I got an email from my realtor in Norcia who says my house has been declared "inagibile" by the civil engineers. There's structural damage that wasn't immediately evident when I was running about throwing the kitties in their carry-box.
This means it's going to be a lot longer to go home than I had first anticipated. The good news is that the municipality has suspended all taxes and utilities and is footing the bill for rents and compensation for people stuck without a home. I only rent, but it means I won't have to keep the rent up for the time I'm away (if I got the Italian right.) I have to go and fill out a form.
The realtor could have sent me the form by email, but we're going up tomorrow in a rented car anyway, so it'll be easier to do it in person, and then we can get additional information. I can go into the house no problem, but can't live in it. He says it will be fixed "before a year" but of course, there's no way to know exactly. So, new plans must be made.
(Something that's pretty awesome about Italy is the relationship you have with your realtor. The guy who finds your home - whether rented or bought - becomes like your manager for all matters pertaining to your domestic life after that. He helps you hook up to utilities, finds you the guy who sells firewood, gets you the right forms and things from the government and walks you through all bureaucracy (often just does it for you) and becomes your trouble-shooter for every conceivable thing, from noisy neighbours to permits.
He's also the guy who knows everyone in town, so if you need a plumber or vet or doctor or bike repair he'll be the guy to talk to. And in a situation like this, having an advocate who is a native speaker and knows all the ropes and all the local officials is indispensable. This is the way things are done in Italy; no one is a lone wolf. It's ALL about the community. Sandro and Luca Amici, father and son team, have been great from the first day, and I'd recommend them to anyone who wants a place in Norcia or the vicinity. They kept working and helping people sort things out, even after they were themselves living in tents in their front garden after the August quakes.)
At least this news and info clears up ambiguities. I was all muddled not knowing what I could expect or what was happening withe house, so not really knowing exactly what plans to make. I rented a nice little holiday flat for cheap (off season) in Santa Marinella, the town on the coast north of Rome where I lived for several years before moving up to Norcia. But it's not possible for it to be a long-term thing. Good for a few months, but not for six months or a year. So will have to start making some serious plans.
Also, because the lease will be suspended, and because the house isn't so damaged that my things are exposed, I can just leave all my furniture and things and come home to them when it's all taken care of. I can also make visits and even probably stay over night now and then when necessary. So, for the moment, though the kitties and I aren't really settled anywhere we're not homeless and at least I don't have to lug my furniture and 40 boxes of books into storage. And I won't lose the house.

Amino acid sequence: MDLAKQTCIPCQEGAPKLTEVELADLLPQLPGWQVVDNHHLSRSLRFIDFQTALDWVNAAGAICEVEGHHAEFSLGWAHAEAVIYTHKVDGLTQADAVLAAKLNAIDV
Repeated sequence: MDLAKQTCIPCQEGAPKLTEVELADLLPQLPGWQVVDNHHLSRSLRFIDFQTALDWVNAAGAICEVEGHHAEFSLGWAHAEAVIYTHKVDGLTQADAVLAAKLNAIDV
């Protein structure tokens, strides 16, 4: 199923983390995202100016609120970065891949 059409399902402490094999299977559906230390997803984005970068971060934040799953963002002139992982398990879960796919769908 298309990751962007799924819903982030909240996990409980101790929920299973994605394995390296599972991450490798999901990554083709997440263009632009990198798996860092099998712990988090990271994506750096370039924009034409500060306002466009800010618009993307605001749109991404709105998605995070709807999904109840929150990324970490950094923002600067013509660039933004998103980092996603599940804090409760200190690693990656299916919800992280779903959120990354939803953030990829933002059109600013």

But I'm finding that after the initial shock, I'm actually feeling more relieved than I expected. This means I am finally able to get out of the uncertainty zone and start making concrete and realistic plans for the longer term, which is a huge relief in itself.
At least I can hold my head up in Norcia. I was feeling pretty badly for all my friends whose homes are either destroyed or inagibile and who have been shipped off to live in hotels and resorts on the coast and Lake Trasimeno, or who have gone to camp with parents and friends. I had been thinking that I could just saunter back to my house whenever I wanted, and it was all up to me. Now we're really all in the same boat, all together. Now I'm a real terremotata, and I feel less bad about having left. I'm part of the Norcia Disaspora now, and feel all the more solidarity with my fellows.
We're going up tomorrow with a load of plug-in heaters I bought for donating to the people stuck in tents and little portable houses. Going to stop by the supermarket on the way and get some groceries as well to give to the volunteer distribution centre. I'll fill in the forms, and we'll take a drive around and see if we can find my friends whom I've been a bit worried about. Some of the older people are still there and I want to know they're OK. I'll take the camera up and dig my voice recorder out of the house and do some interviews and see if I can write it up so the world can also get a better idea of what things are really like up there.
And I'll be able to pack up the house and get it ready. The studio will come back down with me, since I think this should be taken as an opportunity to get painting. All the books should go in boxes and I've got a bunch of bubble -wrap for the pictures. The spare bedroom is more or less a storage room, so we'll just shove everything in there. Pack up Great Grandma's china, the glass wear and breakable bits and pieces, all in boxes and in the little room. At least this way when the workmen have to come and fix things, this stuff won't be in their way.
After that, I'll just pack up all the clothes and coats and boots and art supplies and things, do whatever I can to winterize the garden, and come back down.
I've got a few ideas, but nothing confirmed.